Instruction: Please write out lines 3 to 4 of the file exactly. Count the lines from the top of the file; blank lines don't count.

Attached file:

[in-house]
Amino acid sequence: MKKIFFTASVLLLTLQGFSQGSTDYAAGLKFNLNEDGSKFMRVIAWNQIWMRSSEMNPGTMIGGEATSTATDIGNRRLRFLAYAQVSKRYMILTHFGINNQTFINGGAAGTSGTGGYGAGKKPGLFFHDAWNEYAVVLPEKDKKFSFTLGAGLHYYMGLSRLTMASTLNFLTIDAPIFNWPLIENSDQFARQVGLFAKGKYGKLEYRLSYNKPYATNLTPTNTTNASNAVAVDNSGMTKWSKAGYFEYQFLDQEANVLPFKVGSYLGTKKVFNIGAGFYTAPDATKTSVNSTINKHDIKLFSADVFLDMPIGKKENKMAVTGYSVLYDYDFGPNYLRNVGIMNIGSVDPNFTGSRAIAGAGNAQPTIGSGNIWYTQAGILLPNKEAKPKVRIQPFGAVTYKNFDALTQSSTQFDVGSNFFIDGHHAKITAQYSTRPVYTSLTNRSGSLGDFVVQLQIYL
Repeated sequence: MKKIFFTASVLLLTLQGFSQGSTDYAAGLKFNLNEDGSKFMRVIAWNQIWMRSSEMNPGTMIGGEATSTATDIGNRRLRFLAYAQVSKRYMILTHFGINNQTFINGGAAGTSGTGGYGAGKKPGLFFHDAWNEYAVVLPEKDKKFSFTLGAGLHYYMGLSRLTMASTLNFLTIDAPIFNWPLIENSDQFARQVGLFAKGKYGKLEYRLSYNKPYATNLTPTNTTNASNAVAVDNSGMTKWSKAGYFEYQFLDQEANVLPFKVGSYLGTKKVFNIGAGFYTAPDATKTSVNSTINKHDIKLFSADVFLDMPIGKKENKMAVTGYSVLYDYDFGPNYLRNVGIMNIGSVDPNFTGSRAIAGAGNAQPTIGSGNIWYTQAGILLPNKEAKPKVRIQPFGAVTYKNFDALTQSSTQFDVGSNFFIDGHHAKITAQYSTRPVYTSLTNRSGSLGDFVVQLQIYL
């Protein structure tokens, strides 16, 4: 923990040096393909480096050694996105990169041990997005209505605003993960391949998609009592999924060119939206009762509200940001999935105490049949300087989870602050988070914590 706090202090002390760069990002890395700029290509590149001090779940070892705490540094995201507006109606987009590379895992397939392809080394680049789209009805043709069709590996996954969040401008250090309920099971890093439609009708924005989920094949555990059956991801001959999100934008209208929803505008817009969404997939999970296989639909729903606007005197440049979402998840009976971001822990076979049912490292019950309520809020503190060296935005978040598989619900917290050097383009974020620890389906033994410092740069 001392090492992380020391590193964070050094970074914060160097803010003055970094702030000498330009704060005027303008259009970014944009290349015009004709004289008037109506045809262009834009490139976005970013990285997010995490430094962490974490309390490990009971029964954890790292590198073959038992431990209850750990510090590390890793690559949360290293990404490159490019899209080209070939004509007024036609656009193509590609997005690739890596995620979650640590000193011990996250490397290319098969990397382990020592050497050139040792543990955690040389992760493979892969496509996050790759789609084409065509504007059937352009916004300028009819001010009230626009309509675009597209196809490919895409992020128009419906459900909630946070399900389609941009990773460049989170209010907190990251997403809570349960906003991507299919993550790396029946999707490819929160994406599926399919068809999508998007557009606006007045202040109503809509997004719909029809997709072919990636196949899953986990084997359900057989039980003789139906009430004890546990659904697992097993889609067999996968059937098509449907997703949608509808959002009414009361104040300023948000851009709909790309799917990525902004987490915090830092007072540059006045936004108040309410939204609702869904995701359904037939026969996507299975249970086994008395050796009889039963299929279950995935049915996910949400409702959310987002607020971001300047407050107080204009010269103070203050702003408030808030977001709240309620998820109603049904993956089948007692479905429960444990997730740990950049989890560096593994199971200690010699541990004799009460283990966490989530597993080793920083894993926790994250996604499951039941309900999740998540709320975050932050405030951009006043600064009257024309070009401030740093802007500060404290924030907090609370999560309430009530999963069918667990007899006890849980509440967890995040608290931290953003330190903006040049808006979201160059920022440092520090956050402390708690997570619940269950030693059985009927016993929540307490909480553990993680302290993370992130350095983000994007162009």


Repeated sequence: MKKIFFTASVLLLTLQGFSQGSTDYAAGLKFNLNEDGSKFMRVIAWNQIWMRSSEMNPGTMIGGEATSTATDIGNRRLRFLAYAQVSKRYMILTHFGINNQTFINGGAAGTSGTGGYGAGKKPGLFFHDAWNEYAVVLPEKDKKFSFTLGAGLHYYMGLSRLTMASTLNFLTIDAPIFNWPLIENSDQFARQVGLFAKGKYGKLEYRLSYNKPYATNLTPTNTTNASNAVAVDNSGMTKWSKAGYFEYQFLDQEANVLPFKVGSYLGTKKVFNIGAGFYTAPDATKTSVNSTINKHDIKLFSADVFLDMPIGKKENKMAVTGYSVLYDYDFGPNYLRNVGIMNIGSVDPNFTGSRAIAGAGNAQPTIGSGNIWYTQAGILLPNKEAKPKVRIQPFGAVTYKNFDALTQSSTQFDVGSNFFIDGHHAKITAQYSTRPVYTSLTNRSGSLGDFVVQLQIYL
């Protein structure tokens, strides 16, 4: 923990040096393909480096050694996105990169041990997005209505605003993960391949998609009592999924060119939206009762509200940001999935105490049949300087989870602050988070914590 706090202090002390760069990002890395700029290509590149001090779940070892705490540094995201507006109606987009590379895992397939392809080394680049789209009805043709069709590996996954969040401008250090309920099971890093439609009708924005989920094949555990059956991801001959999100934008209208929803505008817009969404997939999970296989639909729903606007005197440049979402998840009976971001822990076979049912490292019950309520809020503190060296935005978040598989619900917290050097383009974020620890389906033994410092740069 001392090492992380020391590193964070050094970074914060160097803010003055970094702030000498330009704060005027303008259009970014944009290349015009004709004289008037109506045809262009834009490139976005970013990285997010995490430094962490974490309390490990009971029964954890790292590198073959038992431990209850750990510090590390890793690559949360290293990404490159490019899209080209070939004509007024036609656009193509590609997005690739890596995620979650640590000193011990996250490397290319098969990397382990020592050497050139040792543990955690040389992760493979892969496509996050790759789609084409065509504007059937352009916004300028009819001010009230626009309509675009597209196809490919895409992020128009419906459900909630946070399900389609941009990773460049989170209010907190990251997403809570349960906003991507299919993550790396029946999707490819929160994406599926399919068809999508998007557009606006007045202040109503809509997004719909029809997709072919990636196949899953986990084997359900057989039980003789139906009430004890546990659904697992097993889609067999996968059937098509449907997703949608509808959002009414009361104040300023948000851009709909790309799917990525902004987490915090830092007072540059006045936004108040309410939204609702869904995701359904037939026969996507299975249970086994008395050796009889039963299929279950995935049915996910949400409702959310987002607020971001300047407050107080204009010269103070203050702003408030808030977001709240309620998820109603049904993956089948007692479905429960444990997730740990950049989890560096593994199971200690010699541990004799009460283990966490989530597993080793920083894993926790994250996604499951039941309900999740998540709320975050932050405030951009006043600064009257024309070009401030740093802007500060404290924030907090609370999560309430009530999963069918667990007899006890849980509440967890995040608290931290953003330190903006040049808006979201160059920022440092520090956050402390708690997570619940269950030693059985009927016993929540307490909480553990993680302290993370992130350095983000994007162009």